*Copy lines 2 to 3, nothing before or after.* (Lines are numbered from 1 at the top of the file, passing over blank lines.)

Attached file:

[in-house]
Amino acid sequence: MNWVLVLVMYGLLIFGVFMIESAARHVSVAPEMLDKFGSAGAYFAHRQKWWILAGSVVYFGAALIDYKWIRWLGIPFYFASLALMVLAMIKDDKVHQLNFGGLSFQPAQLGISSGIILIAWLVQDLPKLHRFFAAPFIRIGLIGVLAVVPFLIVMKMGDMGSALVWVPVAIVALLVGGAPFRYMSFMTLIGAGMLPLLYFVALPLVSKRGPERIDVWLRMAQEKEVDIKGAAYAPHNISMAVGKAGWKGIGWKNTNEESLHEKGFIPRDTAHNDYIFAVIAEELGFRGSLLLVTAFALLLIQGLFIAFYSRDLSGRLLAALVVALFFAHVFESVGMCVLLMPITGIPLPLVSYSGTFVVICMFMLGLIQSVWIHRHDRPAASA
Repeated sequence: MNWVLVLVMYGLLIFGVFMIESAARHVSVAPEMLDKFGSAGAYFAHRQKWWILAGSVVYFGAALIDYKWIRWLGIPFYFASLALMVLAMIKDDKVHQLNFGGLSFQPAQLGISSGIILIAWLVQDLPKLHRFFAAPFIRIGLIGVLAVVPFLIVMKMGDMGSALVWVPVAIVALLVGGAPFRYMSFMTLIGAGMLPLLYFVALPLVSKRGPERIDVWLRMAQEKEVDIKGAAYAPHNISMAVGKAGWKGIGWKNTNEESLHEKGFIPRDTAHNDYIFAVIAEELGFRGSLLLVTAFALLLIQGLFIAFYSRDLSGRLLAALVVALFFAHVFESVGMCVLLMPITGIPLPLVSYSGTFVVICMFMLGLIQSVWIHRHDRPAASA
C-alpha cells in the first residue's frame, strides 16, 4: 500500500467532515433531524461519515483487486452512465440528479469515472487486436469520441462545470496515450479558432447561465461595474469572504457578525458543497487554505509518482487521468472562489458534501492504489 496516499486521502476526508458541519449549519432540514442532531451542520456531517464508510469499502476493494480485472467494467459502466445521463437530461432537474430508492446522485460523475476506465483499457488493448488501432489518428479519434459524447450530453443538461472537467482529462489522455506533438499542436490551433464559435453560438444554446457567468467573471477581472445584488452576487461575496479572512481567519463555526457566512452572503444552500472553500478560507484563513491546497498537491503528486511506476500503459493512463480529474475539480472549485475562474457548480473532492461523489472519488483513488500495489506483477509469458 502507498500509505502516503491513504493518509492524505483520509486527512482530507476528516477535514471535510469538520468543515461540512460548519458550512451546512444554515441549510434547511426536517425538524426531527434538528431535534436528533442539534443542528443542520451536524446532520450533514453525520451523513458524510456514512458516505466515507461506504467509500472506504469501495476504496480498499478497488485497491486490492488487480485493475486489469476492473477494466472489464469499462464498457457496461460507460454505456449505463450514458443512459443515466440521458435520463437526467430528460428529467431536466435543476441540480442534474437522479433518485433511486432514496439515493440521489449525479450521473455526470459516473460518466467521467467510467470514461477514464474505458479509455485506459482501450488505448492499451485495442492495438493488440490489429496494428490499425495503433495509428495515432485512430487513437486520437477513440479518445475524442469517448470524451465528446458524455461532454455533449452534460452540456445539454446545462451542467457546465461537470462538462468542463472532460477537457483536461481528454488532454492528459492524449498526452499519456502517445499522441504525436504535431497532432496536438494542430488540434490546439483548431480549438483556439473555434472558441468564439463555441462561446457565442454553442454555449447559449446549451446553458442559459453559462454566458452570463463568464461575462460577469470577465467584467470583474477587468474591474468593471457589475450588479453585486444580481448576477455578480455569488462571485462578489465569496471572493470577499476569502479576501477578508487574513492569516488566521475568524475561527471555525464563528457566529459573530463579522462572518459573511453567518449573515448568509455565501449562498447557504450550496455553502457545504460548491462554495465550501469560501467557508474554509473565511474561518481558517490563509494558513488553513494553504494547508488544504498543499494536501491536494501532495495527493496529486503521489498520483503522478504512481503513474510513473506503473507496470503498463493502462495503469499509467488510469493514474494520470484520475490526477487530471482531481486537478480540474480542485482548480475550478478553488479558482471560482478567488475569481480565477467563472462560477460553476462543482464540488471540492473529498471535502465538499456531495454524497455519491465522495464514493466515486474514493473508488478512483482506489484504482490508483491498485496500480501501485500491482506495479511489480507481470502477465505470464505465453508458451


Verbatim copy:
Amino acid sequence: MNWVLVLVMYGLLIFGVFMIESAARHVSVAPEMLDKFGSAGAYFAHRQKWWILAGSVVYFGAALIDYKWIRWLGIPFYFASLALMVLAMIKDDKVHQLNFGGLSFQPAQLGISSGIILIAWLVQDLPKLHRFFAAPFIRIGLIGVLAVVPFLIVMKMGDMGSALVWVPVAIVALLVGGAPFRYMSFMTLIGAGMLPLLYFVALPLVSKRGPERIDVWLRMAQEKEVDIKGAAYAPHNISMAVGKAGWKGIGWKNTNEESLHEKGFIPRDTAHNDYIFAVIAEELGFRGSLLLVTAFALLLIQGLFIAFYSRDLSGRLLAALVVALFFAHVFESVGMCVLLMPITGIPLPLVSYSGTFVVICMFMLGLIQSVWIHRHDRPAASA
Repeated sequence: MNWVLVLVMYGLLIFGVFMIESAARHVSVAPEMLDKFGSAGAYFAHRQKWWILAGSVVYFGAALIDYKWIRWLGIPFYFASLALMVLAMIKDDKVHQLNFGGLSFQPAQLGISSGIILIAWLVQDLPKLHRFFAAPFIRIGLIGVLAVVPFLIVMKMGDMGSALVWVPVAIVALLVGGAPFRYMSFMTLIGAGMLPLLYFVALPLVSKRGPERIDVWLRMAQEKEVDIKGAAYAPHNISMAVGKAGWKGIGWKNTNEESLHEKGFIPRDTAHNDYIFAVIAEELGFRGSLLLVTAFALLLIQGLFIAFYSRDLSGRLLAALVVALFFAHVFESVGMCVLLMPITGIPLPLVSYSGTFVVICMFMLGLIQSVWIHRHDRPAASA